By Show and Tell
By Bree Davies
By Bree Davies
By Cory Casciato
By Emilie Johnson
By Robin Edwards
By Bree Davis
By Josiah M. Hesse
Contemporary Realism and Americana. It's amazing that in the current art world, where it seems like everyone is searching for the next outrageous irony, good old-fashioned representational painters are still going strong. Come to think of it, that's an irony in itself, though no surprise; this kind of thing is so very viewer-friendly. The exhibit, Contemporary Realism, installed on the William Havu Gallery's first floor, is a trio featuring new landscapes by Rick Dula, Aaron Brown and Jeff Aeling. Dula is interested in what he calls "de-industrial-ization," and he conjures up romantic views of closed and dilapidated factories. Brown creates enigmatic narrative paintings that may or may not be based on actual places. Aeling's paintings of clouds and fields, on the other hand, are clearly based on actual locales in the Great Plains. In addition to the main attraction, Havu is presenting a group show on the theme of the cultural landscape. The show on the mezzanine, aptly titled Americana, includes depictions of roadside attractions by artists from the gallery's stable. Through May 7 at the William Havu Gallery, 1040 Cherokee Street, 303-893-2360.
Every Place and Bound. A group of distinctive-looking post-minimalist paintings make up + Gallery's Every Place, a solo dedicated to Houston artist McKay Otto. He is just the latest Texan to be recruited for a Denver show by gallery director Gilbert Barrera, himself a Houstonite. Otto, a friend of the late minimalist master Agnes Martin, creates simple compositions -- either spatters or stripes -- painted in pale colors that seem to float beneath the active surfaces of his light-colored grounds. He achieves this effect by laying mesh over his already painted surfaces and then putting more paint on top. In the darker back part of +, there's a hot-looking solo focusing on the recent work of Ethan Jantzer, a definite up-and-comer among local experimental photographers. The show has the provocative title Bound, which refers to the tangled twine depicted in Jantzer's enlarged Cibachrome prints, which are based on photograms. In each, the piece of twine -- which looks like a scribbled line -- is set against a brightly colored ground in one of several rich shades. The enlargements are behind Plexiglas sheets, the perfect finishing touch. Both through April 1 at + Gallery, 2350 Lawrence Street, 303-296-0927.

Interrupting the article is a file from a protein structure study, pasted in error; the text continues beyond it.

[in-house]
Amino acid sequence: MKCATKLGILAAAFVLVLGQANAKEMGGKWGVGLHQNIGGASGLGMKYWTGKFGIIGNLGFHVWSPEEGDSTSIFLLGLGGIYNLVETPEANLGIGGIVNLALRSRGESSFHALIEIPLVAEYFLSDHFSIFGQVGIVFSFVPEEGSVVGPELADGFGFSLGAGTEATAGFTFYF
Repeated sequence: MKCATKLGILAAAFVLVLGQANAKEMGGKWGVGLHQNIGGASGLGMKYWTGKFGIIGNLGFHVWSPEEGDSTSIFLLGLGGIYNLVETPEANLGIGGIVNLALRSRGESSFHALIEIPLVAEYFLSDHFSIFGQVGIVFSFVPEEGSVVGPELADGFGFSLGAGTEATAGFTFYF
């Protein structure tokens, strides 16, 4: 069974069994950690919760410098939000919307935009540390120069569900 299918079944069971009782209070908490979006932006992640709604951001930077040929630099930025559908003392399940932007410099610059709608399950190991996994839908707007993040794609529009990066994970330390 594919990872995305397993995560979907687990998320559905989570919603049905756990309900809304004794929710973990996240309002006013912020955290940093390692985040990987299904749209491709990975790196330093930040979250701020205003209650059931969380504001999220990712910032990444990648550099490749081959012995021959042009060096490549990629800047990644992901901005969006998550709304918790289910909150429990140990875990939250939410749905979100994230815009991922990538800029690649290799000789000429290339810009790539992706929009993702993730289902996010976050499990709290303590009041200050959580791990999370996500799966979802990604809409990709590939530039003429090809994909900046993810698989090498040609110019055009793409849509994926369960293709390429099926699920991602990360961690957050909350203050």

John Edward Thompson. In 1919, post-impressionist painter John Edward Thompson introduced Denver to modern art in a controversial solo that inspired some to label the show a "monstrosity." Thompson had moved to Denver only a few years before he set the town on its ear. How times have changed. Today, most would describe Thompson's creamy landscapes and portraits as being downright pretty, as is revealed by the exhibit John Edward Thompson: Colorado's First Modernist installed in the small Western History/Genealogy Gallery on the fifth floor of the Denver Public Library. The exhibit includes several paintings from the original 1919 show as well as many never-before-exhibited works by Thompson. The Thompsons have been supplemented with pieces by his contemporaries and students, such as Vance Kirkland, Jozef Bakos and Frank Vavra. The show was organized by guest curator Deborah Wadsworth, a longtime collector of Thompson's work and a member of the recently created Art Advisory Committee, which supports exhibitions on Colorado art history at the DPL. Through May 20 at the Denver Public Library, 10 West 14th Avenue Parkway, 720-865-1821.
microCOSMIC. The Spark Gallery is becoming a center for conceptual ceramics, a type of work that has been dominating the field, as functional ceramics is on the decline. The latest evidence of this is microCOSMIC, a handsome solo devoted to the work of Katie Martineau-Caron, featuring recent ceramic sculptures and related monotypes. Martineau-Caron, who moved to Colorado from Massachusetts a few years ago, is interested in nature-based abstractions. Seeds, pods, plants and even viruses are her obvious sources of inspiration, not only in the forms of her pieces, but in the elaborate and richly toned glazing she employs. Also referencing nature is the way Martineau-Caron weaves the forms into elaborate organic patterns. The sculptures include dialogues, as she emphatically separates the cracked exteriors from the smooth and sometimes hidden interiors. Martineau-Caron is definitely on the way up -- her work appeared in the January issue of Ceramics Monthly. On Saturday, April 16, from noon to 5 p.m., she will be on hand to talk and answer viewers' questions. Through April 16 at the Spark Gallery, 900 Santa Fe Drive, 720-889-2200.